Thank you to: Our Entertainer: Hazel Miller Band; Our Sponsors: American National Bank, Jim Jenkins and Sharon Caplan, Nevasca Realty, and Mountain Village Owner's Association; Our In-Kind Sponsors: SBG Productions, Sheridan Hotel and the Telluride Conference Center; and our many volunteers: Rube Felicelli, Peter Lundeen, Susan McCormick, Elaine Fischer, Josephine Fallenius, Fern Miller, Renee Marr, Brittany Miller, Carrie Landers, Dean Rolley, Sonchia Jilek, Elder Justin Clifton, Rose Leah Davis, Carol Lee, Dave and Alyssa Ramirez, Brandon Clapper, Fran Nelson, Yulita Niebielska, Erin Larson, Dan Hanley, Alison and TJ Mackey, Karen Moore, Susan Rahmann, Hudson Cress and Anni Tracy; and our many wonderful donors, who made the Silent Auction such a success: Alison Mackey (Stronghouse Artist), Aromatherapy Day Spa, Aubrey Hackman, Beauty Parlor, Best Fit Sports, Bliss Salon, Bob Saunders, Body and Soul of Ridgway, Bootdoctors, Brittany Miller, Stronghouse Artist, Brown Bag, Christy Sports, Chuck Kroger, Daniel Kanow (Stronghouse Artist), David Brown, Debbie Madaris, Personal Trainer, Deva Yoga Studio, Dolce Jewels, East meets West, Elaine Fischer (Stronghouse Artist), Elinoff & Co, Gallerie Framing, Hazel Miller, Helitrax, Hotel Columbia, Hotel Telluride, Jason Houck, John Hopkins, Judy Kohin, Julie McNair, Kathryn Vinson Tatum and Gallerie Framing, Kathy Green Design, Ken Donegan, La Cocina de Luz, La Marmotte, La Piazza Del Villaggio, Liz Lance, Lupe Eckenrode Massage Therapy, Marker, Mountain Lodge Telluride, Mountainfilm, New Sheridan Inn, Pacific Street Liquors, Pacific Street Liquors and Bob Scherner, Peak Performance Therapy, Picaya, Planet Bluegrass, Rico Hotel and Mountain Lodge, Ride with Roudy, Rosemerry Wahtola Trommer, Rube Felicelli, San Juan Rivers/Telluride Kayak School, Sheridan Opera House, Sorina's Head to Toe, Susan McCormick, Telluride Blues and Brews Festival, Telluride Bottleworks, Telluride Dance Academy, Telluride Historical Museum, Telluride Liquors, Telluride Magazine, Telluride Music Co., Telluride Outside, Telluride Society for Jazz, Telluride Sports, Telluride Trappings and Toggery, Telluride Truffle, Tiffany Sweet and Honig Winery, Tom Tatum, Victorian Inn, Wildwood Canyon Inn, Xtreme Media, LLC, Ah-Haa School for the Arts, 9545 Restaurant, TelSki and Allreds; and Denise Dugan Cupoli and the Daily Planet for innumerable support.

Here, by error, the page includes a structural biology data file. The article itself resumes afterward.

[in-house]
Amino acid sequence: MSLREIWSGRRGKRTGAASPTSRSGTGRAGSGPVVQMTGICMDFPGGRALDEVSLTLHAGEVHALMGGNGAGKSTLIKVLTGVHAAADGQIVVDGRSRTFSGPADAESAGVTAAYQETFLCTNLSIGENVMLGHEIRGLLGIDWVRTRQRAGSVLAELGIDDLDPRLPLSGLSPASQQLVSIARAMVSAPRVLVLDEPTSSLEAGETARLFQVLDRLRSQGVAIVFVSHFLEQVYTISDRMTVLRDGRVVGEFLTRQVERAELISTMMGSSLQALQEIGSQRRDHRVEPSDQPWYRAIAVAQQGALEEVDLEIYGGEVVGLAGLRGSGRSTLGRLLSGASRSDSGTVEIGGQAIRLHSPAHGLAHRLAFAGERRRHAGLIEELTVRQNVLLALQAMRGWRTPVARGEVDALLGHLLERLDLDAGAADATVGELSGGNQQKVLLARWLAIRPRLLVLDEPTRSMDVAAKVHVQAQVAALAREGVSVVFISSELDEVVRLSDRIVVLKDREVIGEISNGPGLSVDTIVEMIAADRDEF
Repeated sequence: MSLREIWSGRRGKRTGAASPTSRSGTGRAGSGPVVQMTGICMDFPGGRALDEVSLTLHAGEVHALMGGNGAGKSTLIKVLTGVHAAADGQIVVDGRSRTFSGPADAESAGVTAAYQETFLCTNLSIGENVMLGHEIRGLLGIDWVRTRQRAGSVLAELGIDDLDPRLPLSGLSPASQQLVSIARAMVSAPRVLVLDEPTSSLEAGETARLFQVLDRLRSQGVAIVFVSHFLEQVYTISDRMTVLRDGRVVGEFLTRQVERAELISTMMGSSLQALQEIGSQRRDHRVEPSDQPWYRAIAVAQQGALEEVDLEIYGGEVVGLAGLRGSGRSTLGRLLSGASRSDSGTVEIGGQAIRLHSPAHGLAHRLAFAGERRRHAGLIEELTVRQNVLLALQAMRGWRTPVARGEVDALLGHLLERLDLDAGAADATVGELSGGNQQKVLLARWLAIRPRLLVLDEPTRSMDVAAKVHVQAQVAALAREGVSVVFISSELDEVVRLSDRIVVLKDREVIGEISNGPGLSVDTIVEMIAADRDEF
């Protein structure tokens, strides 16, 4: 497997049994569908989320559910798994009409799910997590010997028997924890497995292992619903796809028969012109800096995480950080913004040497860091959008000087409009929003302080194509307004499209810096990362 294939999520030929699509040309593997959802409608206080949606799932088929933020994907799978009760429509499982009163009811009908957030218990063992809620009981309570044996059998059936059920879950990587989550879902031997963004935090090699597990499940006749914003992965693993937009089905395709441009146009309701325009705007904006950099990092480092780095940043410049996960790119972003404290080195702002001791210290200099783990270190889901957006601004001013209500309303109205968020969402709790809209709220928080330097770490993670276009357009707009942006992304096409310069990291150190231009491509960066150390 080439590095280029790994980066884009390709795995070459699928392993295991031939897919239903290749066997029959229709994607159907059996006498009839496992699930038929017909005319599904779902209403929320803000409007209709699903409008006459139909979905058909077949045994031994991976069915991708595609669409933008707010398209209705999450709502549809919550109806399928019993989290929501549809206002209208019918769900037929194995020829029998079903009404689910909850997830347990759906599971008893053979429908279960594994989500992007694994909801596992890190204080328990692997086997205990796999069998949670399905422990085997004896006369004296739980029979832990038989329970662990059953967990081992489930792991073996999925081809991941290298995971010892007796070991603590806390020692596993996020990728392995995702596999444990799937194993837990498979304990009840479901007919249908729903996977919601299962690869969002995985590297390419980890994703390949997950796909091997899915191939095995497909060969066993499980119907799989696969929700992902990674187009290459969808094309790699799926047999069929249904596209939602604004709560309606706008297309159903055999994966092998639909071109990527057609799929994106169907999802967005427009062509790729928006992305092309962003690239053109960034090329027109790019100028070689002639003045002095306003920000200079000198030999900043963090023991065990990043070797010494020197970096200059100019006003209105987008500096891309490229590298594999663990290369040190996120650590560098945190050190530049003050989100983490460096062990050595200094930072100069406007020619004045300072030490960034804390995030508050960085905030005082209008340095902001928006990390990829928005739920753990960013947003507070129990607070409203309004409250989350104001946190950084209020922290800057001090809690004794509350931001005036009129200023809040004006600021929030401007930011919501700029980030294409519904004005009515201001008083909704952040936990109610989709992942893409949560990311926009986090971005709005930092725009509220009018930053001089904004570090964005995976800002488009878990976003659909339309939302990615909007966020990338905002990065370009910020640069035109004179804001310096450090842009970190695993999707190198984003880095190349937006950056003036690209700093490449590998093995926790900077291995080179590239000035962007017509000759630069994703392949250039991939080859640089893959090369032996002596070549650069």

All the funds will go to help our Small Grants Program and the Stronghouse Studios Artists’ Cooperative at 283 South Fir Street. We are pleased to have such generous support from such a giving community.
– Renee Marr, Executive Director, Telluride Council for the Arts and Humanities